The cudweed grasshopper (Hypochlora alba) is named for its favorite food plant – cudweed sagewort, aka white sage (Ambrosia ludoviciana), on which it is supremely well camouflaged.

When you think about animals that have sophisticated communication systems, you probably think about creatures like apes, whales, and even prairie dogs, right? You might be surprised to learn that grasshoppers have their own complex methods of communication as well. Every grasshopper species produces its own unique set of sounds, most of them created by rubbing their hind legs against their abdomen. In addition, some employ what’s called “crepitation” – a loud clacking sound made by snapping their hind wings while flying.

The huge and flightless plains lubber (Brachystola magna) is as gorgeous as it is large.

Grasshoppers can also communicate visually. They can do this by rubbing their legs against their wings, flashing their wings, and making a variety of motions with their legs. Those visual signals can help them attract mates, defend breeding territories and feeding areas, and ward off unwanted suitors. I’m not saying we should make documentaries about people trying to teach grasshoppers how to communicate with American Sign Language, but I’m not NOT saying it either…

This bandwing grasshopper (Oedepodinae) is about as well camouflaged as you could hope for against its sandy background. When it flies, though, it displays very colorful wings (color and pattern varies by species).

If you’re someone who doesn’t care about the beauty, diversity, or communication abilities of grasshoppers, maybe their utilitarian value will make an impression. As a major consumer of vegetation in prairies, grasshoppers play a huge role in nutrient cycling, a role that becomes even more important in prairies without large vertebrate grazers. Perhaps most importantly, though, grasshoppers are a crucial food source for many other animals, including birds and other wildlife species you (hopefully?) enjoy having around. They are large and packed with nutrients, as well as abundant and fairly easy to catch. In addition, while they aren’t a particularly popular food item among people here in North America, grasshoppers are an important source of protein for humans in other parts of the globe.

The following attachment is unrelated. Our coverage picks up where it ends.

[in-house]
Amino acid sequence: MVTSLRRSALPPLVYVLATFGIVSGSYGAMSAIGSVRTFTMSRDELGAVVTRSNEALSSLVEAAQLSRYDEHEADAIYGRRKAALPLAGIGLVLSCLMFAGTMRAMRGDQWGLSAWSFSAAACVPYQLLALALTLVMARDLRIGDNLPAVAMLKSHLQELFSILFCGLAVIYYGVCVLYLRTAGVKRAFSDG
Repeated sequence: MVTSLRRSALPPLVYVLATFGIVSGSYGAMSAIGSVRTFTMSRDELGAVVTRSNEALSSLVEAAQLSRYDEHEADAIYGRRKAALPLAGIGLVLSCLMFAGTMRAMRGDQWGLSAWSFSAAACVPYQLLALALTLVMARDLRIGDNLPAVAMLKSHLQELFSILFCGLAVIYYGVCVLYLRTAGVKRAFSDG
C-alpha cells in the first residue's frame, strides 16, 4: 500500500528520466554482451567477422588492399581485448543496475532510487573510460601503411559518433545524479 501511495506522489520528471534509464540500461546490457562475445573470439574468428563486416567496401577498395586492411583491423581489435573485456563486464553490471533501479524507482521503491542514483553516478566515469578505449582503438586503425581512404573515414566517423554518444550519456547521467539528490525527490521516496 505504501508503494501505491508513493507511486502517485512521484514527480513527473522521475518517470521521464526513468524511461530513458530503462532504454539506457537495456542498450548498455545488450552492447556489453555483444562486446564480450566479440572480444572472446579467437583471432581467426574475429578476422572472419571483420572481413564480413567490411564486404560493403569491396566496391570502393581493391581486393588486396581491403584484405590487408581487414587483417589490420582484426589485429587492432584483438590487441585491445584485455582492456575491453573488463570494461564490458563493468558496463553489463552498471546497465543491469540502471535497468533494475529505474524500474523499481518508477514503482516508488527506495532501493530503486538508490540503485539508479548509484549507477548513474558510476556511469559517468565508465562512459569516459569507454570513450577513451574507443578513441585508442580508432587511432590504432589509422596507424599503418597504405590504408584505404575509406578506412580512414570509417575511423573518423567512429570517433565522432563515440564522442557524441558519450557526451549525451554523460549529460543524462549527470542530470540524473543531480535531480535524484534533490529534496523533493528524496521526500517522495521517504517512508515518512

When grasshoppers start to emerge next spring, please take a little extra time to notice and appreciate them. See how many different colors and shapes of grasshoppers you can find in your neighborhood prairies (remembering that if their antennae are as long as their body or more, they are katydids, not grasshoppers.) Look for the grasshoppers with big colorful wings as they clatter noisily away from your feet. And if you’re a person of financial means, and are interested in making a movie about grasshopper watchers or people trying to teach grasshoppers how to talk to humans, call me. I know people who know people.

How can you not like and admire the green fool grasshopper (Acrolophitus hertipes), with its raised back ridge, bright red antennae and charming face?


What do grasshopper look like

This grasshopper is well known in the southeastern USA, and elsewhere, due to its large size and widespread use in biology classrooms for dissection exercises. Also, it can be of economic importance in Florida. It is one of a few species of grasshoppers in Florida that occurs in large enough numbers to cause serious damage to citrus, vegetable crops, and landscape ornamentals. Unfortunately, the scientific community uses two different scientific names for the same species, and Romalea microptera (Palisot de Beauvois) is also called Romalea guttata (Houttuyn). Technically, the latter is probably the correct name (Kevan 1980), but because the former designation was used for many years, this proposed ‘correction’ has introduced unnecessary confusion (Cohn 1999), so most scientists continue to call it Romalea microptera.

The eastern lubber is quite clumsy and slow in movement and mostly travels by walking and crawling feebly over the substrate. The “lubber” designation is interesting because it aptly describes this grasshopper. “Lubber” is derived from an old English word “lobre” which means lazy or clumsy. This term has come to mean a big, clumsy, and stupid person, also known as a lout or lummox. In modern times, it is normally used only by seafarers, who term novices “landlubbers”. Eastern lubber is one of only four species in the family Romaleidae found north of Mexico, but there are many other species in South America (Rehn and Grant 1961), and many are winged and agile, so although some other species in this family may be called lubbers, the “lubber” designation is not appropriate for the entire family.

Distribution (Back to Top)